The Temple of Human Passions (extensive postscript)

For Dievca
A bedtime story for inquiring minds…

w8rzh4It was the 17th day of December 1865 when Leopold II became king of a small Northwestern European country called Belgium; a fierce king he remained for forty-four years, until the last day of his life which by a strange quirk of fate came to be the 17th day of December 1909.

They were prosperous years. For the king was mighty and so would his kingdom become – a modern industry, an economic power, an Empire. The turn of the century would find Belgium a flourishing country that ”must be strong, prosperous, therefore have colonies of her own, beautiful and calm”, his majesty once wrote to his brother, Prince Philippe.

He knew it well, like all rulers that came before and those who followed after him, that only coffers full of gold can bring the strength and prosperity the king desired; and to keep the gold flowing there was but one and only way: acquire for himself a Colony.

The mighty king then turned and looked south, saw the vast, uncharted lands of Africa and opportunity beckoned; it beckoned so strongly that in a few swift and expert moves he put a claim on a great, mostly unexplored piece of land all across Central Africa, declared it his and made it official by order of the colonial nations of Europe. He baptized his colony ”Congo Free State” and proceeded to ”unburden” it of its immense riches in natural resources, mainly ivory and rubber.

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The more he sucked the colony dry the bigger the ruler’s coffers became until they were bursting with wealth. And thus the small European country called Belgium flourished. Swelling with pride, the king then ordered buildings of grand splendour to be built and opened wide avenues and parks with magnificent gardens which he adorned with majestic works of art for his subjects’ pleasure.

Jef Lamb3431755775_e10547aa96eaux was an esteemed sculptor from Antwerp; his is the statue of Brabo, the daring hero who cut the hand of the evil giant and freed Antwerp from his tyranny, today’s sleepless guardian of the city’s Main Square. il_570xN.564136114_3tnq

Like his daring hero, Lambeaux, was working on a brilliant but precarious idea: a huge structure that would recount humanity’s sins and pleasures carved in stone. And when he audaciously showed a life-size model at the Salon Triennial in Ghent, in 1889, it attracted such fury and uproar that the journal L’Art Moderne in 1890 described it as:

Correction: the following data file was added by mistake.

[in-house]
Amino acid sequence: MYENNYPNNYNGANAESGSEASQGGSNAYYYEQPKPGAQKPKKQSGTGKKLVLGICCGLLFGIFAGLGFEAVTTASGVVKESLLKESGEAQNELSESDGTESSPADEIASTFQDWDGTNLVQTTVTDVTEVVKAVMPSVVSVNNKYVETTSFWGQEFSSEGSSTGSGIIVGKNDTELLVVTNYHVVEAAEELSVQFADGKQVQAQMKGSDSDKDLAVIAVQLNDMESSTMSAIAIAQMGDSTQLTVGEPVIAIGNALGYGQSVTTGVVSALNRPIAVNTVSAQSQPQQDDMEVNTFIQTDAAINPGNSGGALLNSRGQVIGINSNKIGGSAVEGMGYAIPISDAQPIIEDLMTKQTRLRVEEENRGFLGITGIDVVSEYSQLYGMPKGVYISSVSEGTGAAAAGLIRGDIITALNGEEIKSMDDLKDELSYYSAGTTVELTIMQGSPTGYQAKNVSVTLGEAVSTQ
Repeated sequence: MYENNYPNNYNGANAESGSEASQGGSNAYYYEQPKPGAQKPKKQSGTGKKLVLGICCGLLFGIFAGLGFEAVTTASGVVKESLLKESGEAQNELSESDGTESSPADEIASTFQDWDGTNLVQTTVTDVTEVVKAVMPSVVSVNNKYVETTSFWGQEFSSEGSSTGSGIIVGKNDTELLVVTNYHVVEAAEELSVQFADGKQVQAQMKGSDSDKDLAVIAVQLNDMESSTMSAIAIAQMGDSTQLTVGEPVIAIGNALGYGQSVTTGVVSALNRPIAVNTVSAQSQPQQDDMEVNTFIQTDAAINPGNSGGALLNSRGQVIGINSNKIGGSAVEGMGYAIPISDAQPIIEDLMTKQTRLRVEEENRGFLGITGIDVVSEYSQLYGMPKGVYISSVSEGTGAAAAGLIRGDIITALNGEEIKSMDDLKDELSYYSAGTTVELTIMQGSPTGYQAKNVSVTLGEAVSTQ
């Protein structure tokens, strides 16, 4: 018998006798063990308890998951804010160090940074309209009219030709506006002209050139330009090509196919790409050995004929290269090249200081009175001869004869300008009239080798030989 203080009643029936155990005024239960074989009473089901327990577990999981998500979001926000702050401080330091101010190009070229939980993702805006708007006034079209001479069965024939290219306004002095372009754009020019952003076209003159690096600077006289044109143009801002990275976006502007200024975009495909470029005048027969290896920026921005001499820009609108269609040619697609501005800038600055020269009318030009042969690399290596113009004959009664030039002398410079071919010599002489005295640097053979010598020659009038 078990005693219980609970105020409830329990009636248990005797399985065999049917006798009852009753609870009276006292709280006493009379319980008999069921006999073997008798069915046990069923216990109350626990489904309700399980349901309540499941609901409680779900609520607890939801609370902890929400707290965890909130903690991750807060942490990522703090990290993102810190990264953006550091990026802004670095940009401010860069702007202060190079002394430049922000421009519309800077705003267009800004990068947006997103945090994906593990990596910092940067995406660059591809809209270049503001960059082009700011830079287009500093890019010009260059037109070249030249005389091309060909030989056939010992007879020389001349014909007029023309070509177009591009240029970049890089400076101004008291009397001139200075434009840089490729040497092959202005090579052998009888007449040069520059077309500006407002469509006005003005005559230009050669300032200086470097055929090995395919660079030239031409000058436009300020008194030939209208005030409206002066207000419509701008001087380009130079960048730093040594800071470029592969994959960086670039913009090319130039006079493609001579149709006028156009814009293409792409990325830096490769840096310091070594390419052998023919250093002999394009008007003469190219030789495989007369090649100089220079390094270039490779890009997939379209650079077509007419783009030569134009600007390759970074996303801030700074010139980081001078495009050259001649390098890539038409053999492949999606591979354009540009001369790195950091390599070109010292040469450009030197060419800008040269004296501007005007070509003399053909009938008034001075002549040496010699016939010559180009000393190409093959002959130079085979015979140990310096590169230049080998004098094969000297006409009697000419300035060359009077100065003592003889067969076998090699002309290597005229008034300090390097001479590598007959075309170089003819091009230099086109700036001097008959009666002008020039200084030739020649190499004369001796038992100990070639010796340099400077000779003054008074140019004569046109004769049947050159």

a pile of naked and contorted bodies, muscled wrestlers in delirium, an absolute and incomparable childish concept. It is at once chaotic and vague, bloated and pretentious, pompous and empty. (…) And what if, instead of paying for 300,000 francs of “passions”, the government simply bought works of art?“.

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But the government being headed by none other than our mighty king who was probably impressed by its monumental size, ignored the controversy and commissioned the work. And once finished, there could be no more suitable showcase than the great Brussels International Fair of 1897, expected to attract millions of visitors. The king’s new trophy would bedazzle the world.

The prestigious event would take place in two main sites: in the west, the Cinquantenaire Park; already home to some massive iron, glass and stone structures raised by order of the king, symbols of his economic and industrial power. And, in the east, Tervuren, a small Flemish village which would be the showcase of the King’s most precious trophy, the Congo Free State. Thus Tervuren became the host of a brand new Palace of the Colonies (there was only one colony but the king was thinking far ahead) surrounded by gardens and lakes in a beautiful big park, bigger than the eye could reach. The king then had the two sites connected with a wide avenue and a tram line passing through the outskirts of the old Sonian forest.